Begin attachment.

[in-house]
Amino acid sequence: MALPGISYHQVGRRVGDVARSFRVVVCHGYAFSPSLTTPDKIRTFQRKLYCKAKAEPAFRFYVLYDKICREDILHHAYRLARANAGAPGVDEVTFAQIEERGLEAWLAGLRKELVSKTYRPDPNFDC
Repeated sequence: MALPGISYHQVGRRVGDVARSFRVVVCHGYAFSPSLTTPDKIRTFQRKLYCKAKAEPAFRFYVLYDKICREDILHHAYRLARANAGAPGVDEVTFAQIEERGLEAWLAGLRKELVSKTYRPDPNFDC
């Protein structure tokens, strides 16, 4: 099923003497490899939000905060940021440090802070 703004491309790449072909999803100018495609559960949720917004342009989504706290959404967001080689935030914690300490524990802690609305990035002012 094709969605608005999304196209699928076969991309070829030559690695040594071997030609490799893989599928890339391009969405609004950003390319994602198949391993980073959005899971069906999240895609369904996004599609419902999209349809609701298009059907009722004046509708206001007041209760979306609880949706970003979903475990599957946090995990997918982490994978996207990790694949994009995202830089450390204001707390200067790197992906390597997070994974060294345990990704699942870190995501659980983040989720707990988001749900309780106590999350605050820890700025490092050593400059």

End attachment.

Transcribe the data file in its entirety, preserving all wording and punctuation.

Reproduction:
[in-house]
Amino acid sequence: MALPGISYHQVGRRVGDVARSFRVVVCHGYAFSPSLTTPDKIRTFQRKLYCKAKAEPAFRFYVLYDKICREDILHHAYRLARANAGAPGVDEVTFAQIEERGLEAWLAGLRKELVSKTYRPDPNFDC
Repeated sequence: MALPGISYHQVGRRVGDVARSFRVVVCHGYAFSPSLTTPDKIRTFQRKLYCKAKAEPAFRFYVLYDKICREDILHHAYRLARANAGAPGVDEVTFAQIEERGLEAWLAGLRKELVSKTYRPDPNFDC
């Protein structure tokens, strides 16, 4: 099923003497490899939000905060940021440090802070 703004491309790449072909999803100018495609559960949720917004342009989504706290959404967001080689935030914690300490524990802690609305990035002012 094709969605608005999304196209699928076969991309070829030559690695040594071997030609490799893989599928890339391009969405609004950003390319994602198949391993980073959005899971069906999240895609369904996004599609419902999209349809609701298009059907009722004046509708206001007041209760979306609880949706970003979903475990599957946090995990997918982490994978996207990790694949994009995202830089450390204001707390200067790197992906390597997070994974060294345990990704699942870190995501659980983040989720707990988001749900309780106590999350605050820890700025490092050593400059």